Transcribed from "An Illustrated History of The Big Bend Country, embracing Lincoln, Douglas, Adams and Franklin counties, State of Washington",  published by Western Historical Publishing Co., 1904.

     JAMES J. DODD is one of the well known professional men of Lincoln county.  On March 13, 1894, Mr. Dodd was admitted to practice law in the superior courts of the state of Washington.  In January, 1899, he was admitted to the supreme court and to the United States district and circuit courts.  At the time of his admission the Lincoln county papers contained the following paragraph: "J.  J. Dodd, of Creston, one of the best known citizens of Lincoln county, successfully passed his examination for admission to the bar on Monday and was ordered admitted by Judge Mount.  The examination was conducted by C. H. Neal and Judge Caton, and Mr. Dodd answered every question correctly with one exception.  He was highly complimented by Judge Mount who said that Mr. Dodd had passed the best and highest of any applicant ever admitted to practice law in Lincoln county."
     J. J. Dodd was born in Jacksonville, Illinois, on February 8, 1831, the son of Uriah and Ally D. (Hutchins) Dodd, natives of Virginia.  The father went to Kentucky when a boy and later to Illinois where he followed farming.  He had two uncles of the Dodd family and three uncles on his mother's side, who fought in the Revolutionary war.  The latter were named Cook.  The two oldest were killed at the battle of Bunker Hill.  The mother had two uncles also in the war of Independence.  Our subject had very scanty opportunities to gain an education in his youthful days and the little log school house in Hancock county, Illinois, was the scene of his studies until fourteen when he started out to meet the responsibilities of life.  In 1857 he commenced reading law under Judge Thomas S. Richardson, of Memphis, Missouri, having in previous years given himself to arduous personal research in literary lines.  During this study his health broke down and he desisted to crossed the plains in 1859 to California.  He remained at St. Helena, Napa county, until 1862, then returned to Illinois and in 1865 to Missouri.  In 1876 he went to Kansas.  In 1880, we find him in the Cherokee nation and in 1888, he came on to Lincoln county, with teams.  Here in 1890, he again commenced the study of law under Judge J. Brock of Davenport and was admitted to the bar as stated above.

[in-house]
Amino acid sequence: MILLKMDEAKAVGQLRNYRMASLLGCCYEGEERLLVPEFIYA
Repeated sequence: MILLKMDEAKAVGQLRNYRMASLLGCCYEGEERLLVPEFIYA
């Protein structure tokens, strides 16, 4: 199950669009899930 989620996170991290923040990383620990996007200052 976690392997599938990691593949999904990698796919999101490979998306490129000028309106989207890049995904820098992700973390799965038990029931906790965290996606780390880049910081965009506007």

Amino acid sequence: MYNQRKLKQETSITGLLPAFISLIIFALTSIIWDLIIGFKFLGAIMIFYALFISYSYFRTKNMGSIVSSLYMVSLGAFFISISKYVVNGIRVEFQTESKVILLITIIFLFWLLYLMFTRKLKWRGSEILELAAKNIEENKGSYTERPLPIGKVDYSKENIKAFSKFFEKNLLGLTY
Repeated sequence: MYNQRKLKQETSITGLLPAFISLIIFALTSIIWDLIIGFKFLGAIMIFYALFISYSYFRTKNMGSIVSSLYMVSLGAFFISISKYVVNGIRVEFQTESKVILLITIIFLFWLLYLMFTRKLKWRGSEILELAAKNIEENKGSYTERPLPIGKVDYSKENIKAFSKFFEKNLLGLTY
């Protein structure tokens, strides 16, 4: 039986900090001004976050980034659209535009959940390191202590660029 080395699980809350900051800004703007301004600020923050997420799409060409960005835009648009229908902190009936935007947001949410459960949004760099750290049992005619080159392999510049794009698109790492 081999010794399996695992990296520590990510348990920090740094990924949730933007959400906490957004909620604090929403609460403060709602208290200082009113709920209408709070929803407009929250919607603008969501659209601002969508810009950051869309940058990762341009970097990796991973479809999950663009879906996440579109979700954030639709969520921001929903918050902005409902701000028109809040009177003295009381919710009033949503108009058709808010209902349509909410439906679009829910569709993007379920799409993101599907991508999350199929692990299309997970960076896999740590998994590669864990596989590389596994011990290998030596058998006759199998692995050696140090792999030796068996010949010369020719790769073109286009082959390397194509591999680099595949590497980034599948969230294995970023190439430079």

In 1851, Mr. Dodd married Adeline A. Browning, who was a very scholarly lady.  She was born in Tennessee, on December 31, 1830.  In 1868, Mr. Dodd contracted a second marriage, his former wife having died, and Miss Mary A. Moss of Kentucky, then became Mrs. Dodd.  The following children have been born to Mr. and Mrs. Dodd; Uriah E., Mrs. Adelina Ettenborough, Mrs. Allie L. Covey, John B., George H. and Moxey M.  Mr. Dodd voted for Franklin Pierce in 1852 and has voted for every Democratic president since.  He is one of the stanch and stable men of the party and has ever manifested a keen interest in political matters.  Mr. Dodd has certainly gained a marked distinction in fitting himself for the practice of law at the stage of life in which he did, as well as in having the successful practice he has conducted since.